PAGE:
It seems very unfair to title this post and rose as the ‘ideal rose’ when plant breeders have worked so tirelessly to create such a thing for centuries and have got closer in the past few decades than anything before, but apart from the fact that I really appreciate the fine qualities of this long-flowering shrub, there is another reason.
A bit of history first before I sing its praises. Although it is almost certainly much older, this rose (I appreciate that I haven’t even named it yet) was introduced to commerce by the Swiss botanist Henri Correvon in 1934 but it had long grown at the gardens that filled Isola Madre in Lake Maggiore, Italy. These were owned and created by the Italian Prince Ghilberto Borromeo (Vitaliano lX Borromeo) and apparently they were visited by the Empress Josephine de Beauharnais and her second husband, Napoleon. Apparently the Prince’s son sent specimens to an exhibition in Geneva and that is when Henri Correvon saw it. He decided that it was a new species and named it Rosa mutabilis and it spread throughout Europe and eventually across the Atlantic and was first offered for sale in 1937. The American Alfred Rehder changed the name to Rosa chinensis ‘Mutabilis’ (mutabilis means ‘changing’ and there are more to come!) The question is, where did it come from since it is now agreed that it is certainly a Rosa chinensis which, no prizes for guessing, comes from China! It is thought that it came west from China via the travails of The East India Company to the Isle do Bourbon (Reunion) and from there were passed to Italy.
If you are still with me, when it was grown in Isola Madre it was known as ‘Tipo Ideale’ (which translates as ‘Ideal Type’) and is now known as Rosa chinensis ‘Mutabilis’. It was thought of as ideal a hundred years ago and it is still pretty good, even though it is not quite perfect.
What do we look for in a rose? I would say a long flowering season is good, nice colours, not too many spines, freedom from disease, scent of course, nice foliage and an adaptable habit. How does Rosa chinensis ‘Mutabilis’ match up?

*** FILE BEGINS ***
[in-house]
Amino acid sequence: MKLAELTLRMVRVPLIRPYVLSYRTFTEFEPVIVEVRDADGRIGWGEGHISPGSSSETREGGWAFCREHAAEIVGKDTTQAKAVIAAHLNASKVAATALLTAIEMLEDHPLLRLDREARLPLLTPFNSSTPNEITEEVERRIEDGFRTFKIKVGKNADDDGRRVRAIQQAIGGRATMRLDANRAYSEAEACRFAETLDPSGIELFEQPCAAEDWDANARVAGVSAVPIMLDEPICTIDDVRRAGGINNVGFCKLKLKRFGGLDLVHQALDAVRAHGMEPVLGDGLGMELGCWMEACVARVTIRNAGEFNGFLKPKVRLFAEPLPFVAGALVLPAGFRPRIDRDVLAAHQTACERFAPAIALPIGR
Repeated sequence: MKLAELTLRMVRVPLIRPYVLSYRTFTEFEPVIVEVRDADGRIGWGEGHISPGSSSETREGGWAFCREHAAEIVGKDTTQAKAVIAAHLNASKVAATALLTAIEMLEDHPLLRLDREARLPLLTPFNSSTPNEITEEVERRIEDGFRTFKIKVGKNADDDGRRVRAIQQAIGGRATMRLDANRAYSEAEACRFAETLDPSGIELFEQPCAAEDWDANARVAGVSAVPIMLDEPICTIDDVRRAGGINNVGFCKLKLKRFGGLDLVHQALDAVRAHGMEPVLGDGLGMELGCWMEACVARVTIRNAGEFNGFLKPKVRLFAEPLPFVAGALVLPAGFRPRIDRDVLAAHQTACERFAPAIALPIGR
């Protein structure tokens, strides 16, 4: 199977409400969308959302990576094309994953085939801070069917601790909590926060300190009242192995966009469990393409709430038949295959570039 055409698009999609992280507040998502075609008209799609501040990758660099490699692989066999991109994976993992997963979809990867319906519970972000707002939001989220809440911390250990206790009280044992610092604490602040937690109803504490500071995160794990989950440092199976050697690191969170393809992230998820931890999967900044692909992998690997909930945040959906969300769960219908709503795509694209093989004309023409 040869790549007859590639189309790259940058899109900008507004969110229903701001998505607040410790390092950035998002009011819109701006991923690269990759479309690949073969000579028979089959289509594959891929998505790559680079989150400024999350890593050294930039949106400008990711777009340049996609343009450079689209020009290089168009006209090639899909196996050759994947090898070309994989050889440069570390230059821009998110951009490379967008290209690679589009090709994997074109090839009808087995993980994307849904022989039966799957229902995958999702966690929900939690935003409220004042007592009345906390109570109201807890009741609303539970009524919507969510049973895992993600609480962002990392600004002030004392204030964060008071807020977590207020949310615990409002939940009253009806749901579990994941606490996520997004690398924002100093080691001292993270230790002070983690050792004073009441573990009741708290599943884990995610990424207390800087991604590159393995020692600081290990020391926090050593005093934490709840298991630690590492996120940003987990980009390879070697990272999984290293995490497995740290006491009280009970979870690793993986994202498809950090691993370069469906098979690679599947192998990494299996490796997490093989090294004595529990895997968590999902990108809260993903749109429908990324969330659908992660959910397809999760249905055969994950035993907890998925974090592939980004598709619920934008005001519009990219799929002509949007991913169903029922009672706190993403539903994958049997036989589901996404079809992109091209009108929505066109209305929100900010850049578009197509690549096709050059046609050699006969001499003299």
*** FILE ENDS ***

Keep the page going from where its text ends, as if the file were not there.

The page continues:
Well let’s get the one problem out of the way first: there’s not much scent. Although you can smell roses if it is a warm day and make like a bee and shove your nose in a flower, I would generally say this is without much perfume. Don’t worry, it gets better from now on. ‘Chinensis’ roses are famous for their long flowering period – it was these that were crossed with European roses to create the non-stop hybrids we expect today. This is no exception and not only is it among the first to bloom in spring, if the autumn is mild it will carry on till Christmas. The flowers start as elegant, red buds and open to single flowers that are honey/amber. As they age they pass through salmon to pink and then rich, beetroot crimson before the petals drop. Produced in large, airy sprays, there will be flowers of every stage all through summer and autumn. The blooms are about 8cm across and beautifully elegant. The colours contrast well with the new foliage which is also beetroot coloured when young and a good enough reason for growing it. It is more or less evergreen and it is usually free from disease although I have read that it can get rust. Having grown it in various places for 30 years I have never known it get rust. Although some references give it’s height as very short, except in a very cold climate (it is hardy to zone 7) it is usually 1.2m high and wide but also makes a very good wall shrub when you can expect it to get almost twice that height (and to flower for even longer in the shelter). Pruning is just a case of thinning out the older stems and this is not a painful process since there are very few thorns. Even better, it can be propagated by cuttings, either in autumn as hardwood cuttings or as semi-ripe in August, which is what I am going to go and do now!
9/10 (no scent)